Friday, 27 July 2012

"Are we medicating a disorder or treating boyhood as a disease?"

It's alarming how much the prescription rate of ADD/ADHD drugs has increased in the past 16 years. The number of children aged 4 to 17 years being prescribed ADHD medications in the USA has been steadily rising since 1996, researchers from the NIH (National Institutes of Health) and AHRQ (Agency for Healthcare Research and Quality) have reported in the American Journal of Psychiatry.

ADHD is one of the most common disorders among children (mostly males under 17), but bells ring in my head saying that we might need to take a look at the description again. These are some of the facts that cause controversies: 

  • There are NO biological tests that can be done to diagnose ADHD
  • Distinction between ADHD symptoms and standard childhood traits can be quite subtle - such as forgetfulness, and fidgeting.
  • IMS statistics show spending on ADHD drugs surged 104% - from $122-million in 2005, to $249-million in 2009.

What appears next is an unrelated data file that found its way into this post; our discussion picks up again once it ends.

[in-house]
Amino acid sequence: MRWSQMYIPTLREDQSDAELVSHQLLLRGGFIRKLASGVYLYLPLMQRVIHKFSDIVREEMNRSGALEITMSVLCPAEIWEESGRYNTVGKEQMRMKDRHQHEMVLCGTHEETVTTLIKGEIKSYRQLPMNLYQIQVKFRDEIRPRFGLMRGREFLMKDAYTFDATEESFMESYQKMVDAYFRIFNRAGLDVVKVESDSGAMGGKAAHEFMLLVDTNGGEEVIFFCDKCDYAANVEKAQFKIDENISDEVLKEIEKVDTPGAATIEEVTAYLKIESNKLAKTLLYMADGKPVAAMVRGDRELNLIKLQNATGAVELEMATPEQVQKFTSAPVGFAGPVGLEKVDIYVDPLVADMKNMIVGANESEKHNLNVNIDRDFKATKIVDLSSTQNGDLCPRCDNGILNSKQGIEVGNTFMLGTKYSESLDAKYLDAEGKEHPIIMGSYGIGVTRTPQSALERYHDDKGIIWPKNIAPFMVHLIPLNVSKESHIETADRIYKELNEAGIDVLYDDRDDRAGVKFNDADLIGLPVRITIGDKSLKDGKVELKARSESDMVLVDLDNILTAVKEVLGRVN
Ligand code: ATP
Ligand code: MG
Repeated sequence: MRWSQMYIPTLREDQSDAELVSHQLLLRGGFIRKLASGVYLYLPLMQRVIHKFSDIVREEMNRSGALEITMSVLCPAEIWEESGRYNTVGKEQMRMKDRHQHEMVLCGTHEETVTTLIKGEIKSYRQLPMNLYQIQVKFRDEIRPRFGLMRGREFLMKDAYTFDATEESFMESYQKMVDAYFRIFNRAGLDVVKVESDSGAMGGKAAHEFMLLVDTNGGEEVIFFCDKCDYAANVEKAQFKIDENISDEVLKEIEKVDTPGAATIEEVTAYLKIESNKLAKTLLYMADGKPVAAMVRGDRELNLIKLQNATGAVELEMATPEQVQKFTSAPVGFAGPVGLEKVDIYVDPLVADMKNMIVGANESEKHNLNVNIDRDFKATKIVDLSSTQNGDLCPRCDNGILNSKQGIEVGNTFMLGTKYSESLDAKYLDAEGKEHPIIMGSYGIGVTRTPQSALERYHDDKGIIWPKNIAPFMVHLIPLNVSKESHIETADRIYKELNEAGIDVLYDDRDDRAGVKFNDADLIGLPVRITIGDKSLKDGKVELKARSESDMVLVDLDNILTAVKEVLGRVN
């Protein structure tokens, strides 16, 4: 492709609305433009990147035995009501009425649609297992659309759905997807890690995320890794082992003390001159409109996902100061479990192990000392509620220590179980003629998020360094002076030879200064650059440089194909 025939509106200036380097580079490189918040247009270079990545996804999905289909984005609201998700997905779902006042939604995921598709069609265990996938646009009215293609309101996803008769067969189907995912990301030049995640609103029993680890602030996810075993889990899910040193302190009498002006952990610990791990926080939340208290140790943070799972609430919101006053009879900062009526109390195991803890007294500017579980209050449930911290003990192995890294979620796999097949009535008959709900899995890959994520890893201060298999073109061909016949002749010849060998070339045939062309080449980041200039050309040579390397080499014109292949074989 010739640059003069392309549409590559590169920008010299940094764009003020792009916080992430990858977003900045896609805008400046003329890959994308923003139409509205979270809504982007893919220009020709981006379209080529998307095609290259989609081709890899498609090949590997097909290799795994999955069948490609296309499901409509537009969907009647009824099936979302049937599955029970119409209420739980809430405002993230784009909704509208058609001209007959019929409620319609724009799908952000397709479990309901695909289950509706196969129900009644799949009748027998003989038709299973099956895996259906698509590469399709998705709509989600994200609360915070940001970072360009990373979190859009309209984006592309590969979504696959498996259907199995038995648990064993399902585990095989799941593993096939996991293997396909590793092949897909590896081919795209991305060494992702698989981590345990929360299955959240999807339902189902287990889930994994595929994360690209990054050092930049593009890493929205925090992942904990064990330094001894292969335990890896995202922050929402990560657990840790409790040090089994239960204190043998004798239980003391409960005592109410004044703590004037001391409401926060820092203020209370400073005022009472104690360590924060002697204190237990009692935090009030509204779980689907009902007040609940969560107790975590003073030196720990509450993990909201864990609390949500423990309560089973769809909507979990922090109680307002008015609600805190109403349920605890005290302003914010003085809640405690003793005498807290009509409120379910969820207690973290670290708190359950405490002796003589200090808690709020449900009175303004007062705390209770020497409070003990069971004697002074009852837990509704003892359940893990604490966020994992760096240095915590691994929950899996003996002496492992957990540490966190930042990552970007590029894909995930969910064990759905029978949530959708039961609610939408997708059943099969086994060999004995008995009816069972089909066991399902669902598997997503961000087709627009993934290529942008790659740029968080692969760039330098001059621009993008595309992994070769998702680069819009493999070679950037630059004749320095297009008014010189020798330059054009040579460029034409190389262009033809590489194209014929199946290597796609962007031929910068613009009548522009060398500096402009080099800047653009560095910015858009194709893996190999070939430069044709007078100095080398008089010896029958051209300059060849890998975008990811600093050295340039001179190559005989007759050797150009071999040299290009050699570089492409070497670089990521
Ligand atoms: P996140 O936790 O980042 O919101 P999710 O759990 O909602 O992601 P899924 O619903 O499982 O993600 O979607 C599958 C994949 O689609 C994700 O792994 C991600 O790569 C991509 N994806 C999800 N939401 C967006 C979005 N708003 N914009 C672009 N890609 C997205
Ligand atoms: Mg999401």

For many, being hyper or easily distracted is just a part of growing up. For those who retain this into adulthood or do not find ways of coping, the drugs may be a good choice. It is easily being shown that in today's culture, parents would rather have the quick-fix drug rather than going through a few months of therapy, who knows what they are doing to their child. 

It's up to you to decide whether or not we a) have a defect in the mind of our generation. or b) we are over medicating, feeding a multi-billion dollar industry and reaching for the pill instead of help.

Websites Cited: 

Medical News Today
The Globe and Mail

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